It has recently come to my attention that this week marks the 25th anniversary of the release of John Hughes’ film The Breakfast Club. I’d like to announce proudly that I was one of the first individuals to experience this monumental film when it came out, savoring the profound messages of teen angst and individuality throughout the story.
But announcing that wouldn’t quite be truthful.
Yet I do remember a winter evening at the beginning of February 1985. It was a Sunday evening. My parents were out together and my brother was working on the school newspaper elsewhere. I was at home procrastinating from the daunting task that was seventh grade homework. I was listening to what was then Q107 — a popular, Top 40 radio station in the Washington, DC area. Everyone listened to Q107. It was a tradition we knew would never end. (Ironically, the format suddenly changed to “Adult Contemporary Mix 107.3” the weekend I began college. But I digress…)
It was a promotional weekend based on, for some obscure reason, the number three. Three times as many songs in a row. Three times the fun. And three times the winners for their contests! I was listening as one came on — and a chance was given for THREE winners to call in and win! They would take a winner from Maryland, one from Virginia, and one from the District. All one would have to do is be the first from that jurisdiction to answer a trivia question.
The question in question: name two songs in the current Top 40 — one of which is by a band and one which is a solo act of a member of that current band. It sounds confusing when I write it out here, but hey — the suave DJ worded it in a way which could be understood for miles around.
It was a Sunday night. Most people had better things to do than to call 432-1073 with the correct answer. But not me. I called and didn’t give the obvious answer of a Phil Collins song and a Genesis song. No. Instead, I mentioned “Oh Sherrie” by Steve Perry along with “Only the Young” by Journey. That seemed to work. I was the best kind of winner — a radio contest winner. On the legendary Q107.
And my prize? That very next Thursday night, I was invited to a sneak preview of a hot new movie before it was officially released. It was called “The Breakfast Club.” I was excited. I called my friend Jeremy and gave him the good news. I waited for my parents to come home and mentioned it to them as well. “How nice,” I remember my Mom saying.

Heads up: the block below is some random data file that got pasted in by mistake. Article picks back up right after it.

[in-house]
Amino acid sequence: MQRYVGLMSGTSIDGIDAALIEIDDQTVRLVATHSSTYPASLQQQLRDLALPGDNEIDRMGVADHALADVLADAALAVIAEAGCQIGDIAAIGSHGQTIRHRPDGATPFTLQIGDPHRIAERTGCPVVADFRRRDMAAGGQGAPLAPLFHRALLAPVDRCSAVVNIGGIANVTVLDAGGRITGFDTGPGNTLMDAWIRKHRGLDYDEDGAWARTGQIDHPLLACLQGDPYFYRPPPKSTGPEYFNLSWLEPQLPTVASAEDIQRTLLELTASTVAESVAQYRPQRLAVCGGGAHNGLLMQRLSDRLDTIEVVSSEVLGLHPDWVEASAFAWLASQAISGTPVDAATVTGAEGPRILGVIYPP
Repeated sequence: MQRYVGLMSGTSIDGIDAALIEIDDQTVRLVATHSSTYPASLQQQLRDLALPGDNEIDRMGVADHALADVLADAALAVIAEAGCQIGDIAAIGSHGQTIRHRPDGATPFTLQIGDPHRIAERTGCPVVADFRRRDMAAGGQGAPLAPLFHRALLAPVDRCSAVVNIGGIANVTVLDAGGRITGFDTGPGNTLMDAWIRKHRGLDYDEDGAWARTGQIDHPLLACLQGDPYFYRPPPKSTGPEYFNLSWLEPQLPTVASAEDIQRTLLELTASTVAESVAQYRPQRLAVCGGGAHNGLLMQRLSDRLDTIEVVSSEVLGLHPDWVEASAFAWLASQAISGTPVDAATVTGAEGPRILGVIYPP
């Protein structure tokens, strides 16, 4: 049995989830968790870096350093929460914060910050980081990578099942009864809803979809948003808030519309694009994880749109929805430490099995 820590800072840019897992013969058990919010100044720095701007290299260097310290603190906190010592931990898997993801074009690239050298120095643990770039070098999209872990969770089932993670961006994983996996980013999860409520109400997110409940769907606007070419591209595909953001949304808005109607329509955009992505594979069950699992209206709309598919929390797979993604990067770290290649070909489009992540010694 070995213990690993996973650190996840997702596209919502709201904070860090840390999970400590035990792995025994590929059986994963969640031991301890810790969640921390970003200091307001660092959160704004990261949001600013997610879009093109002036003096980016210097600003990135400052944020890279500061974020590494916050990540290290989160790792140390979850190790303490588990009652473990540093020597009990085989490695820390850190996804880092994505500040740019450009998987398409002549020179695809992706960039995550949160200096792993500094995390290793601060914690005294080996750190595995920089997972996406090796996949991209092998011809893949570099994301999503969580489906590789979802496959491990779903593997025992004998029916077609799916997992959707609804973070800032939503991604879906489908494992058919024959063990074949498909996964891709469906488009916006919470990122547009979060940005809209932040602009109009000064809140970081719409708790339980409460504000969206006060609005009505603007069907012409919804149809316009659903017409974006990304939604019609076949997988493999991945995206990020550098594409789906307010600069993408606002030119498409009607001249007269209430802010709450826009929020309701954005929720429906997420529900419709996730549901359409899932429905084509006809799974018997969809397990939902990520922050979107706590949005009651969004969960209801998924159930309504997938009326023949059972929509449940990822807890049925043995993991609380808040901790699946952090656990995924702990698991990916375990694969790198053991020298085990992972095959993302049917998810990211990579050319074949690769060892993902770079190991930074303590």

The next day, apparently, my Mom did some research on this new movie and discovered it was Rated-R. I was 12. I had already assumed that one of my parents would go with me to the screening. But I didn’t have an inkling that they would turn this opportunity down flat-out.
I was pissed. This was my prize! My glory! Something I had won! And my parents were going to take it away from me? Simply because of an R rating? True — there really wasn’t any barometer to figure out if this was going to be appropriate for someone my age or not. It could have been the next World According to Garp. Or it could have been the next Porkys. I was denied.
And I was instantly known at school as the kid whose parents wouldn’t even let him watch R-Rated movies.
I recall bringing up my grievance at a weekly family counseling session which was held the following Monday. I expected the therapist to take my side. Boy was I wrong. My Mom decided to come up with a peace offering of sorts — she got the station to send us a rockin’ Q107 t-shirt. I was amazed when I discovered that my Mom actually called the radio station to try to get another prize –and even complain that they would award sneak preview tickets to an R-Rated movie to a 12 year-old.
“But Mom!” I whined “How did you know the phone number of the radio station?” She was infringing on my territory. Q107 wasn’t a Mom thing. It was a me thing. There was no way that she could stomach the musical phenomenon that was Scritti Polliti.
She told me how she found out what the phone number was: “I listened. They say the phone number every three minutes.”
It was the first time I can remember where my Mom’s eyes spoke to me and undoubtedly said “Duh!”
Anyway, she called the request line and was transferred to the general manager’s office. He told her that if she had a problem with me winning contests on the station, the solution was to simply not have me listen to the station. Eventually she was able to get them to send me a t-shirt. In retrospect, it was a very generous gesture of my Mom. And, in retrospect, the t-shirt probably looked better after ten years than Judd Nelson.
But it wasn’t my sneak preview. I moped around for the next week. My Dad said that he would take me to the movies to see it — only after there was more information about what to expect in this R-Rated film. We didn’t end up going. I remember seeing it for the first time on VHS at a friend’s house.
But this movie to this day continues to remind me of my Mom. Who was doing the right thing at the time because she gave a damn about me — even though I felt the opposite was true. Letting a 12 year-old kid see an unknown R-Rated movie? Especially one with pot and Ally Sheedy’s nude scene? No chance.
Which is why I’ve decided not to let my seven year-old go to the movies to see “Hot Tub Time Machine” when it comes out. It may not be the most popular decision. But in 25 years? Maybe he’ll understand.